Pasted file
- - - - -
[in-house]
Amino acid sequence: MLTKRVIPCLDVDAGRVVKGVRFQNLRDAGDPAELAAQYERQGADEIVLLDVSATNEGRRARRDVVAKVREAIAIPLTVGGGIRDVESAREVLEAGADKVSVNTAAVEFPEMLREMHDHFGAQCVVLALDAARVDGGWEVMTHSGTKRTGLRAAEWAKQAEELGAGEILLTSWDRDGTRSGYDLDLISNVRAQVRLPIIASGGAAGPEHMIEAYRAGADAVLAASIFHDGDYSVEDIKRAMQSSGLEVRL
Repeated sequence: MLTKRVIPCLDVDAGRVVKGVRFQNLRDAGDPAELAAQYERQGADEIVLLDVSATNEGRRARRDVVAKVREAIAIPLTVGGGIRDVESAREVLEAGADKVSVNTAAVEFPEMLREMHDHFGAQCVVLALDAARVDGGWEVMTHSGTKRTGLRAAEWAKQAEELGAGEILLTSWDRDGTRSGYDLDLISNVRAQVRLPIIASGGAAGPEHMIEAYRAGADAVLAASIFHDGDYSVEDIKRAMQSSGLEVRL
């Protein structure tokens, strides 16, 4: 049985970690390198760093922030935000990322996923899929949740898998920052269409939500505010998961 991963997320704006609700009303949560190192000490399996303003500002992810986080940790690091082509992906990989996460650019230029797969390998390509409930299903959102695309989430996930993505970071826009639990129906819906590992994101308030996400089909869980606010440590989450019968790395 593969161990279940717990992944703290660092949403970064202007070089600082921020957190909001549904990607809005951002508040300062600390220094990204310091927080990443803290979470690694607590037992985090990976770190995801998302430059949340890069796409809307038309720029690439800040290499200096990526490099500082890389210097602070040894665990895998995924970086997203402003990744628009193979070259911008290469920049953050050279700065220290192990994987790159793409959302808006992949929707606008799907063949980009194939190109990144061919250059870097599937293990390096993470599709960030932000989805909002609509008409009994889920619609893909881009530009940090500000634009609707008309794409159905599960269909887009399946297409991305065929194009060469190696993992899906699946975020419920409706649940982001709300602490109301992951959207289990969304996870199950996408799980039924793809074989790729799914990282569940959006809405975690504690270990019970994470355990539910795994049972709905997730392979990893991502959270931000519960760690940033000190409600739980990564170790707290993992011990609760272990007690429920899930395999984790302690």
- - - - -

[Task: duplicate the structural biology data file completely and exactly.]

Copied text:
[in-house]
Amino acid sequence: MLTKRVIPCLDVDAGRVVKGVRFQNLRDAGDPAELAAQYERQGADEIVLLDVSATNEGRRARRDVVAKVREAIAIPLTVGGGIRDVESAREVLEAGADKVSVNTAAVEFPEMLREMHDHFGAQCVVLALDAARVDGGWEVMTHSGTKRTGLRAAEWAKQAEELGAGEILLTSWDRDGTRSGYDLDLISNVRAQVRLPIIASGGAAGPEHMIEAYRAGADAVLAASIFHDGDYSVEDIKRAMQSSGLEVRL
Repeated sequence: MLTKRVIPCLDVDAGRVVKGVRFQNLRDAGDPAELAAQYERQGADEIVLLDVSATNEGRRARRDVVAKVREAIAIPLTVGGGIRDVESAREVLEAGADKVSVNTAAVEFPEMLREMHDHFGAQCVVLALDAARVDGGWEVMTHSGTKRTGLRAAEWAKQAEELGAGEILLTSWDRDGTRSGYDLDLISNVRAQVRLPIIASGGAAGPEHMIEAYRAGADAVLAASIFHDGDYSVEDIKRAMQSSGLEVRL
């Protein structure tokens, strides 16, 4: 049985970690390198760093922030935000990322996923899929949740898998920052269409939500505010998961 991963997320704006609700009303949560190192000490399996303003500002992810986080940790690091082509992906990989996460650019230029797969390998390509409930299903959102695309989430996930993505970071826009639990129906819906590992994101308030996400089909869980606010440590989450019968790395 593969161990279940717990992944703290660092949403970064202007070089600082921020957190909001549904990607809005951002508040300062600390220094990204310091927080990443803290979470690694607590037992985090990976770190995801998302430059949340890069796409809307038309720029690439800040290499200096990526490099500082890389210097602070040894665990895998995924970086997203402003990744628009193979070259911008290469920049953050050279700065220290192990994987790159793409959302808006992949929707606008799907063949980009194939190109990144061919250059870097599937293990390096993470599709960030932000989805909002609509008409009994889920619609893909881009530009940090500000634009609707008309794409159905599960269909887009399946297409991305065929194009060469190696993992899906699946975020419920409706649940982001709300602490109301992951959207289990969304996870199950996408799980039924793809074989790729799914990282569940959006809405975690504690270990019970994470355990539910795994049972709905997730392979990893991502959270931000519960760690940033000190409600739980990564170790707290993992011990609760272990007690429920899930395999984790302690």